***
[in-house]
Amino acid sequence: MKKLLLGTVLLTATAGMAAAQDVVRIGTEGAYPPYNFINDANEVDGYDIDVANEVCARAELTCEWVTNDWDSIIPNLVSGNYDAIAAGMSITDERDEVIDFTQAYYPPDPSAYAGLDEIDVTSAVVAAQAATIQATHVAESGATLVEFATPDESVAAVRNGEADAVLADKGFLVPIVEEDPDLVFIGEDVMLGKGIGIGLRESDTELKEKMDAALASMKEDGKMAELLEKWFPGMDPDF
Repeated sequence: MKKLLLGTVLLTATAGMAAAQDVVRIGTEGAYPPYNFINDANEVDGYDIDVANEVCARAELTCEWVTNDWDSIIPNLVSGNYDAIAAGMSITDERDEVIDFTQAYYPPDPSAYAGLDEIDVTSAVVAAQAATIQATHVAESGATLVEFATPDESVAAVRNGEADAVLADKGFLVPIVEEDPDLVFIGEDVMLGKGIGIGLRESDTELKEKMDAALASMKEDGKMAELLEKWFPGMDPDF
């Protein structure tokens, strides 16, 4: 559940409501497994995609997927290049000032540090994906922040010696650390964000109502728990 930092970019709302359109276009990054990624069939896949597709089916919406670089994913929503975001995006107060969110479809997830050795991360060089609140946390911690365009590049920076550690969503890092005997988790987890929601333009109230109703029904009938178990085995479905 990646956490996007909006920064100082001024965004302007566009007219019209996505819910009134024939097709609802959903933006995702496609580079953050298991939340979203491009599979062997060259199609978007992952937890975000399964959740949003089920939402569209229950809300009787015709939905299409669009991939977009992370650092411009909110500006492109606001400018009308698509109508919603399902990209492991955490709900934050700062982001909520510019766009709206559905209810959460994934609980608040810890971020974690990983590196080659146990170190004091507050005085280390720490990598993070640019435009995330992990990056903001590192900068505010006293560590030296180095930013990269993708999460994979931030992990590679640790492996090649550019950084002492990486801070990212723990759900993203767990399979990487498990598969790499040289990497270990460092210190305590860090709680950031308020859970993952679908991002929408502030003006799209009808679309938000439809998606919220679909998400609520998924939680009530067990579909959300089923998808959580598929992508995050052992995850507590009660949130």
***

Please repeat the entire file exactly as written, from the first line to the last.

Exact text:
[in-house]
Amino acid sequence: MKKLLLGTVLLTATAGMAAAQDVVRIGTEGAYPPYNFINDANEVDGYDIDVANEVCARAELTCEWVTNDWDSIIPNLVSGNYDAIAAGMSITDERDEVIDFTQAYYPPDPSAYAGLDEIDVTSAVVAAQAATIQATHVAESGATLVEFATPDESVAAVRNGEADAVLADKGFLVPIVEEDPDLVFIGEDVMLGKGIGIGLRESDTELKEKMDAALASMKEDGKMAELLEKWFPGMDPDF
Repeated sequence: MKKLLLGTVLLTATAGMAAAQDVVRIGTEGAYPPYNFINDANEVDGYDIDVANEVCARAELTCEWVTNDWDSIIPNLVSGNYDAIAAGMSITDERDEVIDFTQAYYPPDPSAYAGLDEIDVTSAVVAAQAATIQATHVAESGATLVEFATPDESVAAVRNGEADAVLADKGFLVPIVEEDPDLVFIGEDVMLGKGIGIGLRESDTELKEKMDAALASMKEDGKMAELLEKWFPGMDPDF
């Protein structure tokens, strides 16, 4: 559940409501497994995609997927290049000032540090994906922040010696650390964000109502728990 930092970019709302359109276009990054990624069939896949597709089916919406670089994913929503975001995006107060969110479809997830050795991360060089609140946390911690365009590049920076550690969503890092005997988790987890929601333009109230109703029904009938178990085995479905 990646956490996007909006920064100082001024965004302007566009007219019209996505819910009134024939097709609802959903933006995702496609580079953050298991939340979203491009599979062997060259199609978007992952937890975000399964959740949003089920939402569209229950809300009787015709939905299409669009991939977009992370650092411009909110500006492109606001400018009308698509109508919603399902990209492991955490709900934050700062982001909520510019766009709206559905209810959460994934609980608040810890971020974690990983590196080659146990170190004091507050005085280390720490990598993070640019435009995330992990990056903001590192900068505010006293560590030296180095930013990269993708999460994979931030992990590679640790492996090649550019950084002492990486801070990212723990759900993203767990399979990487498990598969790499040289990497270990460092210190305590860090709680950031308020859970993952679908991002929408502030003006799209009808679309938000439809998606919220679909998400609520998924939680009530067990579909959300089923998808959580598929992508995050052992995850507590009660949130």